From the outside it looked like the Tunisian was carrying the weight of the world on her shoulders, unable to reproduce the magic that saw her dismiss four Grand Slam champions in a row in the previous rounds, including world No. 2 Aryna Sabalenka and No. 3 Elena Rybakina.
Vondrousova stayed composed and played freely, while Jabeur seemed tight and was understandably devastated after losing a third major final in her last five slams.
The 24-year-old Vondrousova has now cracked the world’s top 10 for the first time, while Jabeur remains at No. 6 and has US Open runner-up points to defend in September.
Just as she rebounded remarkably well from her Wimbledon final defeat to Rybakina 12 months ago by enjoying a great run at the US Open, we can expect Jabeur to dust herself off and contend again at the closing Grand Slam of the season in New York.
If you reach three major finals in the span of a year, you should never be discounted, or discouraged. Her time will come!
Swiatek one step closer to figuring out the grass
Aryna Sabalenka was one set away from dethroning Iga Swiatek at the top of the rankings but fell to Jabeur in the Wimbledon semifinals to remain at No. 2.
Swiatek has been open about her feelings about grass, a surface on which she won Wimbledon as a junior but one that poses many challenges for her, given her style of play and movement on the court. Her march to the quarters this year was her best showing yet at the championships at the professional level. She fought valiantly against Belinda Bencic in the fourth, saving match point before moving into the quarters, and ultimately lost to Elina Svitolina in three sets.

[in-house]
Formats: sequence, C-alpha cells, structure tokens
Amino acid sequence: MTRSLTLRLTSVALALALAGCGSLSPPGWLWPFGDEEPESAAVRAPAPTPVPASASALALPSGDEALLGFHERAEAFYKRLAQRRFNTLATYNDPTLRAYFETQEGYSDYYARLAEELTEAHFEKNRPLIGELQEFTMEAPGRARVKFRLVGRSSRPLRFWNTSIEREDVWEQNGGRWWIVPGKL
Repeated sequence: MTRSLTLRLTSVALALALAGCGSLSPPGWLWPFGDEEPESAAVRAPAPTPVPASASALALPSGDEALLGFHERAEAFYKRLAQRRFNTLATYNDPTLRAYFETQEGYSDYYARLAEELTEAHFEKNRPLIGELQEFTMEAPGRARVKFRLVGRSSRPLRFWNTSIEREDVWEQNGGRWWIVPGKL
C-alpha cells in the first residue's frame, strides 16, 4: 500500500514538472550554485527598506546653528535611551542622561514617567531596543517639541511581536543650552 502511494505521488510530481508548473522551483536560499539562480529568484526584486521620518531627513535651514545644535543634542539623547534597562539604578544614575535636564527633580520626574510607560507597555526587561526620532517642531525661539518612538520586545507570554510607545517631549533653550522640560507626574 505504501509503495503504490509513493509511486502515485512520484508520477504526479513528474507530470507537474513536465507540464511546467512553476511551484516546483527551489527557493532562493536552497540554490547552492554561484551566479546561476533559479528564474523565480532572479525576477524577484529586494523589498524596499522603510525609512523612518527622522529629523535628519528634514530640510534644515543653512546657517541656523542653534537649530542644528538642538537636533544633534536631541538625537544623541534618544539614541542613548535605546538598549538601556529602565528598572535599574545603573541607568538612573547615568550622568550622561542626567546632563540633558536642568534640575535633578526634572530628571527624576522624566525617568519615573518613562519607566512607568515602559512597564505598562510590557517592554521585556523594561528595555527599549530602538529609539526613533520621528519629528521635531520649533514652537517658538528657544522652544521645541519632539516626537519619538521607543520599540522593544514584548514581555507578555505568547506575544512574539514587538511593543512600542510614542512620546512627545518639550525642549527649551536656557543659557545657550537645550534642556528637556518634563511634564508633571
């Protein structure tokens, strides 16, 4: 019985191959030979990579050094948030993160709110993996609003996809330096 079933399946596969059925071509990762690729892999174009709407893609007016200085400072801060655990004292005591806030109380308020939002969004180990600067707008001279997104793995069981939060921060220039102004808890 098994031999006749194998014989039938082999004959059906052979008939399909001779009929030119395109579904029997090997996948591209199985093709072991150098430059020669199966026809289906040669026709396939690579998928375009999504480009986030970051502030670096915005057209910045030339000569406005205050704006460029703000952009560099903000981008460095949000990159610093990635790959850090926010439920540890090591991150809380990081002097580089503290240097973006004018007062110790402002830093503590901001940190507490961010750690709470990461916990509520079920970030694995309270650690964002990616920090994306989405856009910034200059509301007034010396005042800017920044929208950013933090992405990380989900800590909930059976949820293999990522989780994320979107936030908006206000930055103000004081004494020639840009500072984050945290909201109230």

The 22-year-old Pole says she is eager to learn and is feeling more comfortable on the grass, and it shows. It is hard to imagine she will not win Wimbledon one day.
Svitolina, Eubanks bring feel-good factor to SW19
Driven by a higher purpose to do everything possible to help her country and the people of Ukraine, Elina Svitolina has been incredibly inspiring to watch these past few weeks.
The former world No. 3 gave birth to her first child Skai last October and returned to action in April to storm to the title in Strasbourg, make the quarters at Roland Garros and now reach the semis at Wimbledon.
Working with one of the best coaches in business in Raemon Sluiter, Svitolina has revamped her game, showcasing a more aggressive style that has resulted in a much higher average winner count.
The Ukrainian has a newfound swagger both on and off the court and has been a real joy to watch. Much respect for this latest supermom to enjoy a stunning return to the WTA tour.
On the men’s side, American Chris Eubanks proved to himself, and the world, he can go toe-to-toe with the very best as the 27-year-old Wimbledon debutant made it to the last eight. He broke the record for most winners struck at a single Wimbledon Championship (since the tournament began keeping record in 1977) by firing 321 through five matches.
En route to the last-eight stage, he knocked out No. 12 seed and British No. 1 Cameron Norrie, as well as No. 5 seed Stefanos Tsitsipas. In the quarters, he led former US Open champion and No. 3 seed Daniil Medvedev by two-sets-to-one before succumbing in five.
A great player with an even greater personality, Eubanks had the entire Wimbledon crowd rooting for him. He will likely be seeded at the US Open after starting the year outside the top 100.